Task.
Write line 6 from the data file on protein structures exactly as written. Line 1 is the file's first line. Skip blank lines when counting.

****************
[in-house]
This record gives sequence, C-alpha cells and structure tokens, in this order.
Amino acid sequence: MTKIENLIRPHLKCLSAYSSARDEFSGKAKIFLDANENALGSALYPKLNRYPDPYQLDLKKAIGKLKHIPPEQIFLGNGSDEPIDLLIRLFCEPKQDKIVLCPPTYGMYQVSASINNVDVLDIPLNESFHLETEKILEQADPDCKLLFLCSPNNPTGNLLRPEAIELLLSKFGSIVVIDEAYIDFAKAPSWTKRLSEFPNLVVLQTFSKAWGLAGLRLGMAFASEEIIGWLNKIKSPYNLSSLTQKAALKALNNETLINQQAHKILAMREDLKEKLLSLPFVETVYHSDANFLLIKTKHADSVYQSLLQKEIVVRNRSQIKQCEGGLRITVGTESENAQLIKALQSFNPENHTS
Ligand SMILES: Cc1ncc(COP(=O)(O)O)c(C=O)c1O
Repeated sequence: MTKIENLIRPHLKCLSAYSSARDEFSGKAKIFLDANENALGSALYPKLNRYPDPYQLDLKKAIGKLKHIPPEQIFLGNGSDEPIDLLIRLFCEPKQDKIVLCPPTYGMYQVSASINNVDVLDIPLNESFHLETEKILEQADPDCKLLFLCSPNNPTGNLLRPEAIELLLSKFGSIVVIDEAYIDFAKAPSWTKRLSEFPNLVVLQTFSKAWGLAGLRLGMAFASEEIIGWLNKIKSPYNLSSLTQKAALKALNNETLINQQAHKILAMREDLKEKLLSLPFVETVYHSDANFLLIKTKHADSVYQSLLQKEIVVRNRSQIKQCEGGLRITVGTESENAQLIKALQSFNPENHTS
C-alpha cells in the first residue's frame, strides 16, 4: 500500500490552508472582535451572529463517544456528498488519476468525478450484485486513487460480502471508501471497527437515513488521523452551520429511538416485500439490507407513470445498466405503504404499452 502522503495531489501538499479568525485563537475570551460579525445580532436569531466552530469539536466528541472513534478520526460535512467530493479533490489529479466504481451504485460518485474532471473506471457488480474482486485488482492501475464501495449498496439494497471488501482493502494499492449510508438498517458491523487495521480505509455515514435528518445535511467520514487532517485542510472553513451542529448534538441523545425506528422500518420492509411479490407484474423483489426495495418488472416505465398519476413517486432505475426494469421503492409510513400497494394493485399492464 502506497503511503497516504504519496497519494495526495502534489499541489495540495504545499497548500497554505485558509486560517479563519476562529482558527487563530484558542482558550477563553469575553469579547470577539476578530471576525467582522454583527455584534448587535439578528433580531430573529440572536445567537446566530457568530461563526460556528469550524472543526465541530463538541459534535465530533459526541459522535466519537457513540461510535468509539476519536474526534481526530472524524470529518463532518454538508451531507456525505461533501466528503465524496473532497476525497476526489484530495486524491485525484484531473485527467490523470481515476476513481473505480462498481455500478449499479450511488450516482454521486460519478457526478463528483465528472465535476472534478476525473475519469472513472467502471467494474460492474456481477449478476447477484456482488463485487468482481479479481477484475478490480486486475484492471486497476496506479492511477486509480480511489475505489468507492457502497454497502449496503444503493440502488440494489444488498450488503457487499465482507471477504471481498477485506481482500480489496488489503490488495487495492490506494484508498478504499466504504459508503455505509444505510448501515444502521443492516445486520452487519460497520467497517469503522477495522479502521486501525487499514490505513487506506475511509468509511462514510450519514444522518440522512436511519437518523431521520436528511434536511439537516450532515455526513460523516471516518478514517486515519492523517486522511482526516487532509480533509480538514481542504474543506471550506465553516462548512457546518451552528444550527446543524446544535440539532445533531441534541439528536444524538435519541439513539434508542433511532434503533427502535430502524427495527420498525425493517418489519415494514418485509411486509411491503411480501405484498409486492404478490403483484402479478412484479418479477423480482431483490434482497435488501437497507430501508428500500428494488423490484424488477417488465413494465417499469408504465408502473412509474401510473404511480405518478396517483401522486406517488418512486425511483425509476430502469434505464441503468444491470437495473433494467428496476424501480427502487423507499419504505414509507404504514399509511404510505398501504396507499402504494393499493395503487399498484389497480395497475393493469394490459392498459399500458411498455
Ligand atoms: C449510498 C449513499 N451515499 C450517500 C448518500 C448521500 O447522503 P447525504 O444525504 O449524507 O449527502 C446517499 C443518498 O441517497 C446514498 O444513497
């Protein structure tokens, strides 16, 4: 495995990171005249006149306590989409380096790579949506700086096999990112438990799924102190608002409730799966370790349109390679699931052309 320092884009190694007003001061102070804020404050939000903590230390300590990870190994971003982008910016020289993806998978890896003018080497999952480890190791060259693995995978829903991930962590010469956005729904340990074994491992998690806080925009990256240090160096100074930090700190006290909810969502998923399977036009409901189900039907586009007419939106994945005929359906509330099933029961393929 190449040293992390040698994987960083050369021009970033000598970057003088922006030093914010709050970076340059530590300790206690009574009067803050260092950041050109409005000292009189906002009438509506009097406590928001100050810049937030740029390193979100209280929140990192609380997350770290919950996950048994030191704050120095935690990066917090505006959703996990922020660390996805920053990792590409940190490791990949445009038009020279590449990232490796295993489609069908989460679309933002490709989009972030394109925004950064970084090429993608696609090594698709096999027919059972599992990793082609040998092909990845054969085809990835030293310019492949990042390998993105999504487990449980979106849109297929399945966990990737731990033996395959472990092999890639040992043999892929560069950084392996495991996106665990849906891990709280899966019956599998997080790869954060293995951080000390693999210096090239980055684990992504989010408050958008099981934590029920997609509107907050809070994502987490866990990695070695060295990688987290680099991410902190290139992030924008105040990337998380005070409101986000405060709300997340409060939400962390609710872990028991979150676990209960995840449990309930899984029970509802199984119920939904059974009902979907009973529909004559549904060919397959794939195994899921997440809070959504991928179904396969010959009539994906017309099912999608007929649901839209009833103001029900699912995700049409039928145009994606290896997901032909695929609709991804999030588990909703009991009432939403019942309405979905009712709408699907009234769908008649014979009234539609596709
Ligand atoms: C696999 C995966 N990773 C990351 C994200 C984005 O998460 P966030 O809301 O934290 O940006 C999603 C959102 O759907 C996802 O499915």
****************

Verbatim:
C-alpha cells in the first residue's frame, strides 16, 4: 500500500490552508472582535451572529463517544456528498488519476468525478450484485486513487460480502471508501471497527437515513488521523452551520429511538416485500439490507407513470445498466405503504404499452 502522503495531489501538499479568525485563537475570551460579525445580532436569531466552530469539536466528541472513534478520526460535512467530493479533490489529479466504481451504485460518485474532471473506471457488480474482486485488482492501475464501495449498496439494497471488501482493502494499492449510508438498517458491523487495521480505509455515514435528518445535511467520514487532517485542510472553513451542529448534538441523545425506528422500518420492509411479490407484474423483489426495495418488472416505465398519476413517486432505475426494469421503492409510513400497494394493485399492464 502506497503511503497516504504519496497519494495526495502534489499541489495540495504545499497548500497554505485558509486560517479563519476562529482558527487563530484558542482558550477563553469575553469579547470577539476578530471576525467582522454583527455584534448587535439578528433580531430573529440572536445567537446566530457568530461563526460556528469550524472543526465541530463538541459534535465530533459526541459522535466519537457513540461510535468509539476519536474526534481526530472524524470529518463532518454538508451531507456525505461533501466528503465524496473532497476525497476526489484530495486524491485525484484531473485527467490523470481515476476513481473505480462498481455500478449499479450511488450516482454521486460519478457526478463528483465528472465535476472534478476525473475519469472513472467502471467494474460492474456481477449478476447477484456482488463485487468482481479479481477484475478490480486486475484492471486497476496506479492511477486509480480511489475505489468507492457502497454497502449496503444503493440502488440494489444488498450488503457487499465482507471477504471481498477485506481482500480489496488489503490488495487495492490506494484508498478504499466504504459508503455505509444505510448501515444502521443492516445486520452487519460497520467497517469503522477495522479502521486501525487499514490505513487506506475511509468509511462514510450519514444522518440522512436511519437518523431521520436528511434536511439537516450532515455526513460523516471516518478514517486515519492523517486522511482526516487532509480533509480538514481542504474543506471550506465553516462548512457546518451552528444550527446543524446544535440539532445533531441534541439528536444524538435519541439513539434508542433511532434503533427502535430502524427495527420498525425493517418489519415494514418485509411486509411491503411480501405484498409486492404478490403483484402479478412484479418479477423480482431483490434482497435488501437497507430501508428500500428494488423490484424488477417488465413494465417499469408504465408502473412509474401510473404511480405518478396517483401522486406517488418512486425511483425509476430502469434505464441503468444491470437495473433494467428496476424501480427502487423507499419504505414509507404504514399509511404510505398501504396507499402504494393499493395503487399498484389497480395497475393493469394490459392498459399500458411498455